Who or what inspired you to pursue a career in music?
From a very early age I was surrounded by classical music. Although my parents were scientists, they were very drawn to and active in classical music. Both were enthusiastic members of concert choruses; my mother studied singing for many years and my father played piano and viola. Almost weekly there were chamber music/string quartet evenings at home and my parents read through many songs together – from Schubert to Hugo Wolf. Before I entered grammar school, I was already familiar with a large art song repertoire.
As was usual in my generation, early on I joined a children’s choir. I played the recorder for years and finally was allowed to study piano as well. As a ten year old I first experimented with composition and at fourteen it was already clear to me that I wanted to be a musician. The question was only whether it was to be as a pianist, conductor or composer. All of them seemed equally desirable. For a while my mother suffered from my decision to follow a slightly different path. Next to chamber music, the human voice fascinated me above all else, so my passion led me to become an accompanist for singers. I have never regretted it.
I had fine teachers, but the most important inspiration/impetus came later: above all, from my friend and colleague Leonard Hokanson and from the two most important singers of my early career, Irmgard Seefried and Hermann Prey. Today I still learn a great deal from the singers I accompany, much of which is not taught in schools.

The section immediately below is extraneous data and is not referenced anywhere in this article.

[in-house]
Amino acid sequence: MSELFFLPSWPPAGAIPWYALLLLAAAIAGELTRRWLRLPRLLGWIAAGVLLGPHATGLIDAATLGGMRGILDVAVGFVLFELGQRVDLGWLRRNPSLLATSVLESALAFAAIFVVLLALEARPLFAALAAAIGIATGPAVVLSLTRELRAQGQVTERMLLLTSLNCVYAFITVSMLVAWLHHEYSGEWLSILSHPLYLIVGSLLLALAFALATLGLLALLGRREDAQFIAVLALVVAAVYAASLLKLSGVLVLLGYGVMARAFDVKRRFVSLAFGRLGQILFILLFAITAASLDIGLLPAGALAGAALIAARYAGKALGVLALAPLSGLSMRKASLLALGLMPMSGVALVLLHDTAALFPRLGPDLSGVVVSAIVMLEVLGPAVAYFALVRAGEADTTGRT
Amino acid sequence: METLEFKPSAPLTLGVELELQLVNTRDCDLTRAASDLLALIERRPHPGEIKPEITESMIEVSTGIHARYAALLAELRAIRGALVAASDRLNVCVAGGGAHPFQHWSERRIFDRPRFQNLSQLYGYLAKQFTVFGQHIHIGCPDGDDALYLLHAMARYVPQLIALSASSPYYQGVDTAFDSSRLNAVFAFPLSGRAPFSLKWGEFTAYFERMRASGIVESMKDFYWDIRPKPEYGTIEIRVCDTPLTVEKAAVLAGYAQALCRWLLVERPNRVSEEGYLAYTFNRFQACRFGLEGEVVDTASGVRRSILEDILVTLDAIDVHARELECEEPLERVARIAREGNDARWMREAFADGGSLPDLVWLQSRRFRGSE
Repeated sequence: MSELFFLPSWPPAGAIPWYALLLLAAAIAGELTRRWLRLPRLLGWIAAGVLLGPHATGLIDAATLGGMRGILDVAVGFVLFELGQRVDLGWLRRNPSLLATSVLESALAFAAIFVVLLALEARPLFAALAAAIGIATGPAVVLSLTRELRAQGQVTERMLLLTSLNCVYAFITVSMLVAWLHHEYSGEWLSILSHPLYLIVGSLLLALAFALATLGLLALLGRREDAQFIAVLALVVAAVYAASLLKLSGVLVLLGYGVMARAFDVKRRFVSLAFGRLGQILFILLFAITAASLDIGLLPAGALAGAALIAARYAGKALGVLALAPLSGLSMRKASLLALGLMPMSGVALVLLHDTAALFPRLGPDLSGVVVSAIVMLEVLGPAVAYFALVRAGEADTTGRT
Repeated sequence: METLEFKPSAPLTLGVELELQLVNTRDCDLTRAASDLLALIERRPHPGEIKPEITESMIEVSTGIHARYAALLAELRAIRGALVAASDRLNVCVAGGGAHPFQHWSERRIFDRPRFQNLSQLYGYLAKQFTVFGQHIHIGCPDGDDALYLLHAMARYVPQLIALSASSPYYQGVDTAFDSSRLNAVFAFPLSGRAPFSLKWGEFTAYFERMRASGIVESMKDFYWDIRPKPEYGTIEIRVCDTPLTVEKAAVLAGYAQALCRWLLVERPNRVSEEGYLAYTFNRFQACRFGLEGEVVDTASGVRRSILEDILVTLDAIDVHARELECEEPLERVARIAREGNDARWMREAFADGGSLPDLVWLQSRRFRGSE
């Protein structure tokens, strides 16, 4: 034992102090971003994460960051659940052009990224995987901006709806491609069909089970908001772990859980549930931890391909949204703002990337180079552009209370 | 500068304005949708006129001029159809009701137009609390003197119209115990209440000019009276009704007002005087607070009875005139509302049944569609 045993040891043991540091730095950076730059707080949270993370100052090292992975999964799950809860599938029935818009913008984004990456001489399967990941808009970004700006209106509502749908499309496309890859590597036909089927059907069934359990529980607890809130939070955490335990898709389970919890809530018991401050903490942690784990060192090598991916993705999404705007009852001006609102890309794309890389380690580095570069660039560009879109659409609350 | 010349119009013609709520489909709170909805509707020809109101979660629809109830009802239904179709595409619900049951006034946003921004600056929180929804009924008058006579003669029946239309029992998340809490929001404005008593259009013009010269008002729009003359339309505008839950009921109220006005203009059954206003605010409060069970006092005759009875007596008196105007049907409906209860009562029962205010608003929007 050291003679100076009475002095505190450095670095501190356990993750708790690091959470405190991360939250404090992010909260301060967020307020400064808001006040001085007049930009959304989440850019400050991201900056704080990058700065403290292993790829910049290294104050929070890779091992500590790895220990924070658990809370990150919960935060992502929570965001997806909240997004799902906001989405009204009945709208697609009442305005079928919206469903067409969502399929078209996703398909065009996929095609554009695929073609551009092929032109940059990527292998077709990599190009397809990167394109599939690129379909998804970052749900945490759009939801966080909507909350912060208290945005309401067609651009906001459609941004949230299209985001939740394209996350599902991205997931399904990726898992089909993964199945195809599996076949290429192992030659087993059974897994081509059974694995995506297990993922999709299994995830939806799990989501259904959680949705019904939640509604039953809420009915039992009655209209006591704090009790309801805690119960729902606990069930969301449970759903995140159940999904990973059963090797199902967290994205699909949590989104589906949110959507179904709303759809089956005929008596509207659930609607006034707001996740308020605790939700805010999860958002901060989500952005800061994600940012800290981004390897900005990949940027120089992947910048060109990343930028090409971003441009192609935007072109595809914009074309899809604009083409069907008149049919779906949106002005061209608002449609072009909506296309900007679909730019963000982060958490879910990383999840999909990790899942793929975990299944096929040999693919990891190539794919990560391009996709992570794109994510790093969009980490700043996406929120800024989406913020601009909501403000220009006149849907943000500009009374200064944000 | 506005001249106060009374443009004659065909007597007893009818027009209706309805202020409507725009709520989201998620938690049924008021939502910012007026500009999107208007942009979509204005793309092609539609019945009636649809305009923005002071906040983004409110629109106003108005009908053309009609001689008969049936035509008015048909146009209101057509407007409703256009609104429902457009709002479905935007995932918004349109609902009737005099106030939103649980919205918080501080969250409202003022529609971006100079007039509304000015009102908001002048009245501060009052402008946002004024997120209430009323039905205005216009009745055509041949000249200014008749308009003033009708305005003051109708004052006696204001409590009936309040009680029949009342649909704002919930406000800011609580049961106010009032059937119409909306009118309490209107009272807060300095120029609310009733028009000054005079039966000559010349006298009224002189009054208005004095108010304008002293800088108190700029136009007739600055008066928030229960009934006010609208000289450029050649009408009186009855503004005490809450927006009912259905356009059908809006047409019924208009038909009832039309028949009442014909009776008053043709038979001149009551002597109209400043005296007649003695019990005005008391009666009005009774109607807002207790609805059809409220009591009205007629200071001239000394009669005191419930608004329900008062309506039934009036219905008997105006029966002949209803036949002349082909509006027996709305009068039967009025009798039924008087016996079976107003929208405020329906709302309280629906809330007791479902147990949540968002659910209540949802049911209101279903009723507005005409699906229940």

What have been the greatest challenges in your career?
I had the good fortune at a relatively young age to work with singers who were ahead of me both in age and, more importantly, in their careers. The first steps with these well known artists were always a big challenge for me. I often had the feeling that in the course of a few minutes my chosen career path could change dramatically and this was, in fact, several times the case. The first rehearsal with Irmgard Seefried, at that time a celebrated star especially to Viennese audiences, remains unforgettable because of her ‘motherly’ severity. Then there was the audition for Hermann Prey, during which my right leg shook so much with nerves that I could scarcely control the piano’s pedal. Such critical situations no longer happen, but in general every concert is a new challenge, first regarding my singing partner, but also for myself. That is a part of this occupation and one gets used to it.
Which performances/recordings are you most proud of?
I would not say that I am proud of a particular concert or recording. Some are more successful than others. There are, for example, around twenty-five songs on a CD, and it can happen that I am satisfied or even happy with some of the songs. With concerts, it is more complicated. I think one has certain ideals in performance which one attempts to reach, even knowing that they are unattainable. There are thousands of notes in any concert performance. For me, it is inconceivable that they will all sound as perfectly as I imagine. One must be satisfied with ninety percent and often a great deal less. Perhaps one can be ‘proud’ of a particular phrase or passage, but never of an entire concert.
Which works do you think you perform best?
In answer to this question, I can only say what kind of music I like best, which musical style I feel most comfortable and secure playing. That is clearly the Romantic era from Schubert to Strauss and Mahler. This is music which demands emotional depth, reflectiveness, infatuation and passion. The fact that these musical emotions, as well as the often wonderful texts, comprise most of today’s usual song repertoire, definitely influenced my career choice. In addition to the great volume of German art song, I especially love the Slavic repertoire.
What do you do off stage that provides inspiration on stage?